I roll my eyes again, this time from Sri Lanka to Swaziland. Kewe and Enobong. Kewobong, I often like to think of them as. Their love rivals Kim Kardashian and Kanye West’s in the ‘Can we make them go away already’ department. The way they faun over themselves online makes me just want to gouge somebody’s eyes out. Always acting so lovey-dovey and forgiving each other’s discretions, those two. Kaynna and I are actively working to break them up. Photographic evidence, DNA evidence, fingerprint evidence, lipstick on shirt evidence – at this point, anything is admissible in the court case of The People versus Kewobong.
The thread of comments continues with more hilarity. It is late though, 11.15pm, and one by one, everyone drops out of the chat into retirement for the night. I am in bed already, and as my eyes become heavy lidded with approaching sleep, I turn on my side, my phone slips from my nerveless fingers, and I drift off.
The discordant honking of car horns yanked me back to self awareness. I blinked and stepped back hastily, even though I was already well out of the way of the Honda that had taken a growling turn round one of the arcs that constituted the roundabout in Maryland. The day was warm, and there was a dank humidity to the air that almost made it hard to breathe. Sunshine, hot and golden, blazed down on a metropolis that was at once bustling and wilting under its glare.
Thunder! Lightning! Hailstorm!
I gave a start as I remembered Emem’s comment.
May the heavens open up a heavy rainfall tomorrow.
It was all coming back to me now, the Facebook chat wherein plans for Sunday’s meet had progressed. The venue was Maryland, Chicken Republic.
And here I was. I squinted over the traffic at the familiar sight of the building that sat morosely in the filling station, phalanxed by restless Lagosians and vehicles jockeying for parking spots or positions beside the fuel pumps.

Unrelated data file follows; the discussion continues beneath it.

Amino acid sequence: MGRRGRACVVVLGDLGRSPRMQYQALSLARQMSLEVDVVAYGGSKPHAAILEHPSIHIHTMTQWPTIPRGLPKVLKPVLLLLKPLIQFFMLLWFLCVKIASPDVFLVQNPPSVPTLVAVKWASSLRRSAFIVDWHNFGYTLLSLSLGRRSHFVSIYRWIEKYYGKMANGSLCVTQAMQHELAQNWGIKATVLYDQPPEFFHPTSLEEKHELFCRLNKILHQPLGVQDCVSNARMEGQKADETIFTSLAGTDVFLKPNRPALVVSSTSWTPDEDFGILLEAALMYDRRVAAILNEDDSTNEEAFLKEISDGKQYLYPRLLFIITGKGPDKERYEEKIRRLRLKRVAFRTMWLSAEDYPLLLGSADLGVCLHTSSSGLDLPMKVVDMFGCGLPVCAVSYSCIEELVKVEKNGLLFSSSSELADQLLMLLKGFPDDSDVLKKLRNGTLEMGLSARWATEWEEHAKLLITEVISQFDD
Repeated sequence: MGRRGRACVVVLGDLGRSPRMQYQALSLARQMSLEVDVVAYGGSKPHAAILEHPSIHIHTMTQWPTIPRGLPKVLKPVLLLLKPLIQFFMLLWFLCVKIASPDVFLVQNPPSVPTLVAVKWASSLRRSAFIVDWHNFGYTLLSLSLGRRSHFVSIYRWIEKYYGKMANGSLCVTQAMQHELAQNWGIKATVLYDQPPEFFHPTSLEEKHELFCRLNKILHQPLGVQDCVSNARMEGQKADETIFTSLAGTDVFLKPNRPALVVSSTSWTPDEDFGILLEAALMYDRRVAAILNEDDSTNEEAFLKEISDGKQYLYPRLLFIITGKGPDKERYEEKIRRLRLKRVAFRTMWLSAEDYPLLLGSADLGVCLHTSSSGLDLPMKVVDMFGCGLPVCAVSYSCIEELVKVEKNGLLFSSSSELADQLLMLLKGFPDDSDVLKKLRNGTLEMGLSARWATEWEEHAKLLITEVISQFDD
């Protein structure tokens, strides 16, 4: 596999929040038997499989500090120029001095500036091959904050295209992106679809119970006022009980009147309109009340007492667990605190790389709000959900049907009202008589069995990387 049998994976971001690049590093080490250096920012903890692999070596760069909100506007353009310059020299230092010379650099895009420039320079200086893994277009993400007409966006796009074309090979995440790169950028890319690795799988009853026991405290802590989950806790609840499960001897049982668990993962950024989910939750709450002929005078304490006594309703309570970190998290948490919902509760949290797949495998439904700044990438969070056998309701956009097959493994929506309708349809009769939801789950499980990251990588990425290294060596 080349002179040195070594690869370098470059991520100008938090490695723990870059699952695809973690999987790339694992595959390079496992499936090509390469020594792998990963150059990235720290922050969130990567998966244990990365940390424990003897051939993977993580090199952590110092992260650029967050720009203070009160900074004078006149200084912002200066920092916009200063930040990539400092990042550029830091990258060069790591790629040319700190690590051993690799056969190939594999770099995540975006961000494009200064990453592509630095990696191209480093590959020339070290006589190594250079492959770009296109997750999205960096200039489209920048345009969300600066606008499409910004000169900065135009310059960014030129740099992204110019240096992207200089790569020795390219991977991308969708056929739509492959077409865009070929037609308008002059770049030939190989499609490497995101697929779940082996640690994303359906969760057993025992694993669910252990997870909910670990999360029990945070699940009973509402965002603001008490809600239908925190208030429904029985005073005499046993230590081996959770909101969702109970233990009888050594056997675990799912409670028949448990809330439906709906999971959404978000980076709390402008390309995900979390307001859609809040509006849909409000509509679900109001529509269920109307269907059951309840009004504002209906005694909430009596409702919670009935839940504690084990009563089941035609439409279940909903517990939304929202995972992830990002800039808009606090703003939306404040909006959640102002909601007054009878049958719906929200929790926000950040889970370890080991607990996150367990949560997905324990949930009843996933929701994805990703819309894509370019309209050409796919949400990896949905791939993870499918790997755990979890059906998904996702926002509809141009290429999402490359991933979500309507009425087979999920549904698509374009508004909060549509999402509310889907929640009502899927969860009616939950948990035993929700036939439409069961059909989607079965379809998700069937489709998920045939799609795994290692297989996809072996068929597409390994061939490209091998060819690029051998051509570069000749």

This must be Sunday, I thought perplexedly. I was here, in Maryland, apparently on my way to the meet. So where had the time between when I slept off last night and right now – where had all that time gone?
The possibility of answers, the exploration of those rosary beads of truths and clarifications filled me with faint unease. I shut my mind to the blackness, took in a deep breath and started toward the eatery.
It was such a hot day, that the air conditioning system that soothed the eatery’s interior with quiet murmurs of cool air appeared to be suffering from the temperatures beyond its abilities. As I stepped in through the glassy door, I could feel the friction of heat and chill stirring the hairs on my skin.
But the day’s temperature quickly fled my mind as I scanned the room and spied two familiar faces tucked away in our favourite corner of the fastfood joint. I was smiling widely as I moved toward the duo. Enobong beamed back at me, a smile that was big and wide and pure dynamite, its effect made more attractive by the gap at the top centre of her dentition.
I barely acknowledged the bushy-haired Kaynna as I sank into a hug from Enobong.
As we broke apart, a reprimand followed. “Walter, you live just here, just at Maryland’s backyard, and me who lives all the way in Ajah got here before you.”
I laughed as I felt a cold gust in my heart. I could explain, but I couldn’t even remember my entire day up until that moment. So I said the first excuse that popped into my head. “I’m sorry, I was catching up with past episodes of Madam Secretary.”
“You didn’t come with your laptop, did you?” she said, standing back to survey me. She hated the distraction devices bring about during SART meets.